The purpose of the present study is to examine the association between toddlers' sleep arrangements and their nighttime sleep duration and other sleep variables. For this investigation, we performed a study in which child activity and sleep levels were recorded using actigraphy. The parents of 1.5-year-old toddlers (n = 106) were asked to attach an actigraphy unit to their child’s waist with an adjustable elastic belt and complete a sleep diary for 7 consecutive days. Questionnaires were used to assess the sleep arrangements of the toddlers. There was a significant negative correlation between nap duration and nighttime sleep duration, suggesting that longer nap sleep induces shorter nighttime sleep duration. Among the sleep arrangements, such as nighttime breastfeeding or co-sleeping, only nighttime breastfeeding predicted shorter nighttime sleep duration. Our findings indicate that shorter naps induce a longer nighttime sleep in 1.5-year-old toddlers while nighttime breastfeeding decreases their nighttime sleep duration.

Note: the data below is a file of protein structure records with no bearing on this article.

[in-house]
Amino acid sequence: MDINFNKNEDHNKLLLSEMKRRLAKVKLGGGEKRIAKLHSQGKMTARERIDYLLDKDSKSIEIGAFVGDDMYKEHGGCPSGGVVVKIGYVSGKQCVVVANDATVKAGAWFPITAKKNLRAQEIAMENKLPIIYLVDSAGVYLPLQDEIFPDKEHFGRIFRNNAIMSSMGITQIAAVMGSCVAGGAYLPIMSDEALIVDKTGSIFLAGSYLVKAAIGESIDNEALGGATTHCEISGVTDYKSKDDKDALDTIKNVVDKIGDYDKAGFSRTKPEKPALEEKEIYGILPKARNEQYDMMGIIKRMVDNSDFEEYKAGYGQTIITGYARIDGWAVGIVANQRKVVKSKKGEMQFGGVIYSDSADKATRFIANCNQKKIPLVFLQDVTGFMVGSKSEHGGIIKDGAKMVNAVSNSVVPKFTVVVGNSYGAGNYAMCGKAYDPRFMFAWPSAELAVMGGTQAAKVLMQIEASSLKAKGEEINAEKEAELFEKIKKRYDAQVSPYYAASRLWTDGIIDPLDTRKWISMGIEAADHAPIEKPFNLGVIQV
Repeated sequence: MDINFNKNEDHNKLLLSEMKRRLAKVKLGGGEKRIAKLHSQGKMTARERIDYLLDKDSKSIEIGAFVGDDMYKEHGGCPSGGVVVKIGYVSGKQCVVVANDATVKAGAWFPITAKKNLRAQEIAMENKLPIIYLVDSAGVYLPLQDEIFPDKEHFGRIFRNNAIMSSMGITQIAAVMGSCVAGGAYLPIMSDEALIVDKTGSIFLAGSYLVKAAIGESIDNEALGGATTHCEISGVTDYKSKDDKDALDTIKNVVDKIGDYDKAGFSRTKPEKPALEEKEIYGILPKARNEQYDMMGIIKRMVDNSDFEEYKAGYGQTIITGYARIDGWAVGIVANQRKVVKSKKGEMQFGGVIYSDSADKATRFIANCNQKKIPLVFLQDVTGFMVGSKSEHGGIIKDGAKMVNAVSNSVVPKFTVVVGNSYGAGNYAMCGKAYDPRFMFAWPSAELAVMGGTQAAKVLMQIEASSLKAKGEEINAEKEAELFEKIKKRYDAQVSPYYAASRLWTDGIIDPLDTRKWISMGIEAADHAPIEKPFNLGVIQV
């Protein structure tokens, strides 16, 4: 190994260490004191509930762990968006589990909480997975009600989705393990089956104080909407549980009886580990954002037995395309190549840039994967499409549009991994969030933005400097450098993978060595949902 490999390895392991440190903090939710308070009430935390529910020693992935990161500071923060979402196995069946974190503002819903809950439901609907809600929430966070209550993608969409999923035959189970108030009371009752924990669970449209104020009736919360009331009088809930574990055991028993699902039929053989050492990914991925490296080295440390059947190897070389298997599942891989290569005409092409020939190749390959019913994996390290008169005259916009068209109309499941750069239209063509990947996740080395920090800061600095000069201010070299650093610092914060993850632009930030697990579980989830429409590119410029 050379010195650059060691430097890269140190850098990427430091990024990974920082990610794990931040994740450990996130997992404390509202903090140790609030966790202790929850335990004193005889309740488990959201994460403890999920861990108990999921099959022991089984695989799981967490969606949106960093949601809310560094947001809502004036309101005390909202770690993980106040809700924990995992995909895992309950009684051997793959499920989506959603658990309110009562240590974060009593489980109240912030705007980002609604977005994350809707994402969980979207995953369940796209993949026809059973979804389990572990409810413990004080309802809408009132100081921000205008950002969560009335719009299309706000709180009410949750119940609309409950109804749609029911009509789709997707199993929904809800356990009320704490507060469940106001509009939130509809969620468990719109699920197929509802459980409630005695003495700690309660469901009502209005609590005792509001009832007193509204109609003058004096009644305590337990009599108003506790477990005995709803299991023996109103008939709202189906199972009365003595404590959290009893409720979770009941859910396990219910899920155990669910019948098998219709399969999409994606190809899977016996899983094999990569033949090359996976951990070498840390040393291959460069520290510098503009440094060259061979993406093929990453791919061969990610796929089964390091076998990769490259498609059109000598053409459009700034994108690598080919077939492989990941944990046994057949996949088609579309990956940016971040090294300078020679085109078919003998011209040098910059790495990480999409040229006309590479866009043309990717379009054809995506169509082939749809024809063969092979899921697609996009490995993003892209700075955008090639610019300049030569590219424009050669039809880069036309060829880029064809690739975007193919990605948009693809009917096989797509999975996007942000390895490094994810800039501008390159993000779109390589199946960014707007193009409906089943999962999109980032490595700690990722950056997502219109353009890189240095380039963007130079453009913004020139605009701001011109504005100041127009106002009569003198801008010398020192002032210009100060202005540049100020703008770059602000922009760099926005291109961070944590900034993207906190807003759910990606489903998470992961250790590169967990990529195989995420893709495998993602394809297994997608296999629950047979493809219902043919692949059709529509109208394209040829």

Young children experience marked changes in the amount and distribution of nap and nighttime sleep during the first five years of life, in which the frequency of daytime naps decreases and the biphasic sleep–wake pattern gradually disappears to move to a consolidated nighttime sleep like in adults1,2,3,4,5. Sleep problems are commonly found in toddlers, with prevalence estimates of 25% among children across the world6,7. Previous research indicates that sleep arrangements are a strong predictive factor for toddler's sleep problems. For instance, co-sleeping was demonstrated to be associated with persistent child night wakings and bedtime struggles2,8,9,10 and also infants' poor sleep quality10,11,12, according to reports by mothers. In another recent study, falling asleep independently was associated with longer nighttime sleep duration and fewer night wakings, whereas other sleep arrangements, such as co-sleeping or room-sharing, were not13. Another previous study on mother-infant dyads with 3 to 18-month-old children demonstrated that, in comparison to solitary sleep, room-sharing is associated with more objective sleep disturbances in mothers but hardly any in infants13,14. In addition, breastfeeding has been found to be associated with more nocturnal wakings15, but has not been found to be linked to shorter nighttime sleep duration in children13. However, despite the extensive number of studies performed to date, the best sleep arrangements for toddlers is still a much debated issue16.